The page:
WCM: What are some key things you guys do to market your resorts? Do you have a marketing team?
Correa: We have a whole full-service management team here and that includes our own marketing team. We really are fine-tuning and using the most modern day marketing techniques to make sure that we’re sending relevant messaging out to our customer base. I am not trying to market RV sites to a cottage-type customer. So, we are everyday trying our best to evolve our marketing so that it is customized to our guests, so they’re receiving information that they want to see and will ultimately engage with.
We are big believers in social media. We love it. One of the things that I always talk about with respect to camping, and we’re also in the hotel business, is hotels are a means to an end. You stay in hotels because you need somewhere to lay your head down while you are traveling, be that business or pleasure.
Camping is a life-style. Camping is a choice. It’s something that people do because they love it, and because of that campers have a passion for it. And social media, if nothing else, is a place where people with common passions come together to share it. So, we very much enjoy being part of that culture, being part of that community online and sharing the experiences that we create at our properties.
WCM: What are some of the improvements you have made over the last year at your properties?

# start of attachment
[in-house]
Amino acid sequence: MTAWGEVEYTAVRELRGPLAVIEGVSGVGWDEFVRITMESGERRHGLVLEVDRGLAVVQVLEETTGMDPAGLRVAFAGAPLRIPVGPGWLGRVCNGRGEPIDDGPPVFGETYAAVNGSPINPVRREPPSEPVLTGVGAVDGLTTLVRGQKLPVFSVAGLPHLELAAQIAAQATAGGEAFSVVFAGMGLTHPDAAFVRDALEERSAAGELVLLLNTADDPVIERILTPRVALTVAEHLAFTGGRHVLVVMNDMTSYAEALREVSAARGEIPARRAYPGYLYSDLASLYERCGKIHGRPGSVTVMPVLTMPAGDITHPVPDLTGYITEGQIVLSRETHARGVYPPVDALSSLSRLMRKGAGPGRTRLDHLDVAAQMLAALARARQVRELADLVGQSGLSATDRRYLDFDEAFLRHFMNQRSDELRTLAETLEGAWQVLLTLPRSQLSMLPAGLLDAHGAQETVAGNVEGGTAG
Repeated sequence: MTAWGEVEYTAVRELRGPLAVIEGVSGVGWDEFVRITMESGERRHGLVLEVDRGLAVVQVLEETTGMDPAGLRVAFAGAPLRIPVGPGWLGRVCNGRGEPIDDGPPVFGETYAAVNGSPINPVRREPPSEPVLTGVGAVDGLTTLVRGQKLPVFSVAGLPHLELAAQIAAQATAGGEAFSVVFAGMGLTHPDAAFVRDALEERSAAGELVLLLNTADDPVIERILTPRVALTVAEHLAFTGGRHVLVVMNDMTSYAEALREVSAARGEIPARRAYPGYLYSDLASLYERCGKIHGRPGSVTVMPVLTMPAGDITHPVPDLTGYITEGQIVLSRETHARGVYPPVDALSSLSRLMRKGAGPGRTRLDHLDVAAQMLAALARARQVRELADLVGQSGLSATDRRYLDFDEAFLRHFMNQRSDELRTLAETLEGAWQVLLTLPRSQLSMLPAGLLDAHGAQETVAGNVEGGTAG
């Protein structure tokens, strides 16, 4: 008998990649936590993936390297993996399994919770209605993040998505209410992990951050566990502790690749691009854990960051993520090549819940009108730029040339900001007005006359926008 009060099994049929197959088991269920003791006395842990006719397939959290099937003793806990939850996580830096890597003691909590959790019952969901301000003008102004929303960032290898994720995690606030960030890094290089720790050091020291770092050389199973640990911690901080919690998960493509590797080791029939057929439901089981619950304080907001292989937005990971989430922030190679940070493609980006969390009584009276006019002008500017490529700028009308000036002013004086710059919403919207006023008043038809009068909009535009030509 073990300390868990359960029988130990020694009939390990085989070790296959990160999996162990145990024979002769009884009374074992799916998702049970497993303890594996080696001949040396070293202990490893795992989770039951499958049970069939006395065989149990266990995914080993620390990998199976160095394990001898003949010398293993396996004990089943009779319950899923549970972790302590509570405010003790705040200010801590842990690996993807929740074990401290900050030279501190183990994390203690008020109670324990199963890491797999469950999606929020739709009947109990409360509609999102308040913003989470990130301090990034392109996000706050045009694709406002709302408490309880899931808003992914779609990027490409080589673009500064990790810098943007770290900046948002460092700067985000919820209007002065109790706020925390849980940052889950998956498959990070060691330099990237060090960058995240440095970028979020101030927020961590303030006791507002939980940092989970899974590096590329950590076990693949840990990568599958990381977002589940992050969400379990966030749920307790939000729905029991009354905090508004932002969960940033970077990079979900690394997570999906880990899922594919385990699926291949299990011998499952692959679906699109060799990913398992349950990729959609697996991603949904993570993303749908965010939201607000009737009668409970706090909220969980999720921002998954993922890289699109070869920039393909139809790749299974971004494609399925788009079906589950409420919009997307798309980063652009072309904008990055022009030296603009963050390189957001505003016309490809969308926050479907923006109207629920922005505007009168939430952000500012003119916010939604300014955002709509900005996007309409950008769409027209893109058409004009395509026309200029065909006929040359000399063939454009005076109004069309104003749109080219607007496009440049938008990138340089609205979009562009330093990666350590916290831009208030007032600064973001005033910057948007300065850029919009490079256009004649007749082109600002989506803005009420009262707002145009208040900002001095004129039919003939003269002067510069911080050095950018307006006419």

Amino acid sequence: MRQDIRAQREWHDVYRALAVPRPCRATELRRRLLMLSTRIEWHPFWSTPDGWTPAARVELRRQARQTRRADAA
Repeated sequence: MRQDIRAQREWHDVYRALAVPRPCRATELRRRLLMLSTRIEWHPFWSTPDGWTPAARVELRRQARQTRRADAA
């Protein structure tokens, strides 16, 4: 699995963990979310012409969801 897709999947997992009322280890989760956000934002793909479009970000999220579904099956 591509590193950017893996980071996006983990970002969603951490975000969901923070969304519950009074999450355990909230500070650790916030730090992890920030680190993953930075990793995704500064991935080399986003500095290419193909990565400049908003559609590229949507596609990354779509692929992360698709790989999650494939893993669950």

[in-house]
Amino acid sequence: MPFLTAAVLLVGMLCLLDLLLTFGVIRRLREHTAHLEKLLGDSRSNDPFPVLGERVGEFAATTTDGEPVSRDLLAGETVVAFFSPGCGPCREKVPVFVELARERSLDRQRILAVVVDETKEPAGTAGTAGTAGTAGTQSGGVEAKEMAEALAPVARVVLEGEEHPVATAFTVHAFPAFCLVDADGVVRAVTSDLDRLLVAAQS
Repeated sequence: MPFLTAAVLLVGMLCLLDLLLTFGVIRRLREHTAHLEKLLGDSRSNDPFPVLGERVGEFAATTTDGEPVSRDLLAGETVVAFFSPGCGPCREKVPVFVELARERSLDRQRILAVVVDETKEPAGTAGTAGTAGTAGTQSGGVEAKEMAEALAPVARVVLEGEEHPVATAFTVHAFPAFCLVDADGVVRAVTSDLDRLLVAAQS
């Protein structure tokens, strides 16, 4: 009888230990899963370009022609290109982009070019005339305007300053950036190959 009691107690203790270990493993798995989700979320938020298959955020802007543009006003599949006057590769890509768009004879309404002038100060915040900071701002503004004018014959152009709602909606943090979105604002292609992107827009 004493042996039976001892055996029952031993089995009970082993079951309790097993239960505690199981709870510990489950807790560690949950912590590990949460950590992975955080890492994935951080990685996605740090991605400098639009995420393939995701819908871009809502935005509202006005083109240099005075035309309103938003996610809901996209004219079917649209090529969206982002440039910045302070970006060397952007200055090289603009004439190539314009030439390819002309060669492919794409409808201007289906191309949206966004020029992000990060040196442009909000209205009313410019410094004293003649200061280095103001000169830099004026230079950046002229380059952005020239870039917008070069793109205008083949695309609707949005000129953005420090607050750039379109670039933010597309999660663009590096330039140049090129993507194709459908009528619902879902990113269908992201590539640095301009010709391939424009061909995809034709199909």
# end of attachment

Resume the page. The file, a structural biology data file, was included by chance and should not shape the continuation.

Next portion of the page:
Correa: So, for us the major investments we did this year were innovating two things. One, was creating gathering spaces. At a couple properties we built these really cool pavilions with hanging hammock chairs and hammocks that people can congregate in and enjoy the beautiful views that our properties offer. We also did group fire pit areas that allow people to come together for ghost stories, for s’mores parties, etc. I mean we think that’s a growing trend in the hospitality industry, that people don’t just necessarily want to be in their room when their at a campsite. They want places where they can interact with other people and especially in a campground where there’s a very high likelihood that the person you’re camping next to will end up being a friend, sometimes for life.
And then the other side there, where we’ve seen a lot of trend and innovation is alternative accommodations. So, we are featuring brand new safari tents at some of our properties this year. These tents are fully equipped, can sleep up to six, and have electric and water. They don’t have bathrooms, so it’s more of a rustic experience, but we do have world-class bath houses that they can enjoy nearby.